Blackjack Dealer's Hole-Card Switch

 


   
 

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This blackjack switch is usually done when the dealer has a 10-up, and an unfavorable card in the hole. When a dealer's up card is a 10, he must first check his hole-card in case it is an ace. While checking his hole-card he is able to glimpse at the top card of the deck - if that one does happen to be an ace he can perform a hole-card switch and end up with a natural.

In this video a slightly different approach takes place, although the mechanics of the actual switch are the same as for the scenario described above. For practical purposes, the actions on the video have been reduced to a minimum. Following is a description of how this switch would be executed in a gaming situation.

Let's imagine there are a few active players seated at the table. The dealer is using a marked deck in which all the 10-value cards have been marked. The dealer will always know if the top card of the deck is a 10-card. He will attempt to catch a total of 20 during the deal be second dealing to the players any time there is a 10-card on top,. and therefore securing the 10-card to fall into his hand.

The distribution of the cards is not shown on this video, however, let's imagine that the dealer didn't happen to catch a 10-card while dealing the firs cards to the players. In this case there was no need to second dealing, unless the dealer wanted to take a second chance at catching a 10-card by second dealing his up-card. Whatever the scenario, our dealer happened to catch a 7 up-card.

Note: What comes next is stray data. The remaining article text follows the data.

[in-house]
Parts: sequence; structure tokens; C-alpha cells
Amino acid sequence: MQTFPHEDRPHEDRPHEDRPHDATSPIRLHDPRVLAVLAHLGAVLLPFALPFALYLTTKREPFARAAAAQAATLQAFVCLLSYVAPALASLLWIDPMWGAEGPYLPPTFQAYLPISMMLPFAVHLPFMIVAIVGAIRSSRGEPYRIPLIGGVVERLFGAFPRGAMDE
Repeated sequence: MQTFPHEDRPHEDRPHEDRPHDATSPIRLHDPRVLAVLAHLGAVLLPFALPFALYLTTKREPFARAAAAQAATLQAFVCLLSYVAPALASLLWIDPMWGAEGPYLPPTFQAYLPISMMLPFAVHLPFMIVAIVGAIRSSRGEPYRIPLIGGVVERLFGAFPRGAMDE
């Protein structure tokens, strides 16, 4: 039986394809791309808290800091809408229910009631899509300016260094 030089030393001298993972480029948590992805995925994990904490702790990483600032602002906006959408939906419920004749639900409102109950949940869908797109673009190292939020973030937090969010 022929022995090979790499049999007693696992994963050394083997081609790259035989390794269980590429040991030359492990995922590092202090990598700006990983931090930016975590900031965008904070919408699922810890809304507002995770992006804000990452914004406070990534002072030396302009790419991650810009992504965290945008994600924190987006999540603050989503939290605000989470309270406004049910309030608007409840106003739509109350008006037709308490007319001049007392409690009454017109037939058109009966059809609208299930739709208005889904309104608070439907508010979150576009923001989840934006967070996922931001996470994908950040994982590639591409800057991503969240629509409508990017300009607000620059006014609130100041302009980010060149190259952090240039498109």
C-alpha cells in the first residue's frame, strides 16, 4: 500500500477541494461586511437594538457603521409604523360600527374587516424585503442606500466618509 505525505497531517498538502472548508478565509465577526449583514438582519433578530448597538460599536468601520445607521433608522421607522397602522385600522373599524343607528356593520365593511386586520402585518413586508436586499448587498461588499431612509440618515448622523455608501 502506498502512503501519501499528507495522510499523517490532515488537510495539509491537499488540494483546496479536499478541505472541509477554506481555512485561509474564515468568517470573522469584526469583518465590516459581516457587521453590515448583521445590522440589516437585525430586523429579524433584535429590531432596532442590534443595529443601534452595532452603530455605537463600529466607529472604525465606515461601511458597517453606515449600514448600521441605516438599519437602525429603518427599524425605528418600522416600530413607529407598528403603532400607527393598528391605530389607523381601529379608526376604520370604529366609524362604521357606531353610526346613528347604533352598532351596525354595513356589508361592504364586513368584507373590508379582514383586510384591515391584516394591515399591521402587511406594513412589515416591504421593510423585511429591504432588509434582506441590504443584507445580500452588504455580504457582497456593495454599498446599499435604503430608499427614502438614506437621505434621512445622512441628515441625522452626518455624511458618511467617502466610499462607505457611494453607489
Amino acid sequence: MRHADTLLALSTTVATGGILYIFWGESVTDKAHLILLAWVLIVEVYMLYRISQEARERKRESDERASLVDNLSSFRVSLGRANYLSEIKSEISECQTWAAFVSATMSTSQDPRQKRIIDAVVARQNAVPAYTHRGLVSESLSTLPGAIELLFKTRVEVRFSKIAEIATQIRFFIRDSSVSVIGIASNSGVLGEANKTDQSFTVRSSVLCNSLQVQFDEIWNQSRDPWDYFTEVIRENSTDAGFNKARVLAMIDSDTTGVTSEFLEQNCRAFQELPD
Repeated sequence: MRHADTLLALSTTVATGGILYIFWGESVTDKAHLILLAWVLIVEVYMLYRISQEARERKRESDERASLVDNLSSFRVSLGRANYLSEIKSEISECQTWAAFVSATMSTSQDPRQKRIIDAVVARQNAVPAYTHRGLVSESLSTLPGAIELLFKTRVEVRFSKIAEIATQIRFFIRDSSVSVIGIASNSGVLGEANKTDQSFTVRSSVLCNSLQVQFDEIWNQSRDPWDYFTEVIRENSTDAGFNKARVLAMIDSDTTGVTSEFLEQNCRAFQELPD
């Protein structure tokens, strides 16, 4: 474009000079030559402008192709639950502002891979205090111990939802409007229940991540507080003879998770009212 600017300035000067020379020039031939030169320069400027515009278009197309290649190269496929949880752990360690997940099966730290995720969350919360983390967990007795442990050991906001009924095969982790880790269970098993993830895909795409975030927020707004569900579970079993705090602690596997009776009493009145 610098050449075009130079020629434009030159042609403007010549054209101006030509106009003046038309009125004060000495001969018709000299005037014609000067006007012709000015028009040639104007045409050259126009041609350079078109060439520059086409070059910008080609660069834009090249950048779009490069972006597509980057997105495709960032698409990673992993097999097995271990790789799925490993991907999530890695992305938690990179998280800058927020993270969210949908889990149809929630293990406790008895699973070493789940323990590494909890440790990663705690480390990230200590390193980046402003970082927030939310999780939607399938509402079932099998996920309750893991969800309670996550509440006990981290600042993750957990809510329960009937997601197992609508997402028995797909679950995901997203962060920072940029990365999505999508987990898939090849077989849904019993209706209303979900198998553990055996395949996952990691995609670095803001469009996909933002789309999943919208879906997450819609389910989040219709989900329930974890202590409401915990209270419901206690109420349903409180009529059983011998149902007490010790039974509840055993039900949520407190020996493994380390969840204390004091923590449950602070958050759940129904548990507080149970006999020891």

After dealing his up-card he must proceed by dealing a second card to each one of the players. Since a 10-card has not yet been dealt out, the remainder of the deck is not richer in 10-value cards and there is an increased chance that the dealer will be able to catch a 10-card while dealing the second players' cards. As soon as the dealer spots (or feels, if the deck is pegged) a 10-card on top, he switches to second dealing and secures this card on top of the deck to fall into the dealer's hole-card position.

At this point the dealer knows he has a 10 in the hole (10S), he sees his up card (7C), and knows his total is 17. This is not the greatest total a dealer could wish for, especially because a dealer can not hit a 17 (even if he knows the top card would help), but luckily God invented peeking, stud-style second dealing, card dumping, and a hole-card switch.

Since the players see a 7-up they will take more hits than if the up card was a low one (provided they know something about blackjack). The dealer will have the opportunity to peek at the top card every time before a player asks for a hit card. If he sees a 4 or a 3 on top of the deck, he will second deal the hit cards from there on, and keep the desired card on top for himself.

That by itself is already a great edge, but our dealer has yet another trick up his sleeve (figuratively speaking). Every time one of the players busts (and there is always the chance that all players bust), the dealer will scoop up the dead hand after collecting the lost bet (first the money, then the cards). Every time the dealer scoops-up the busted player's cards he may dump of the top card of the deck into the dead hand, yet getting rid of some unwanted cards that way.

In our case we imagine that the dealer was able to secure the 4 of Diamonds. He switches his hole card and makes it seem as if there was a 4 in the hole, now totaling 11 (4D, 7C). The 10 of Spades that was originally in the hole is now on top of the deck. Since the dealer has a total of 11 (no longer a 17) he must take a hit. The 10 that was originally in the hole is not a hit card, and the dealer brings his total up to 21.

 


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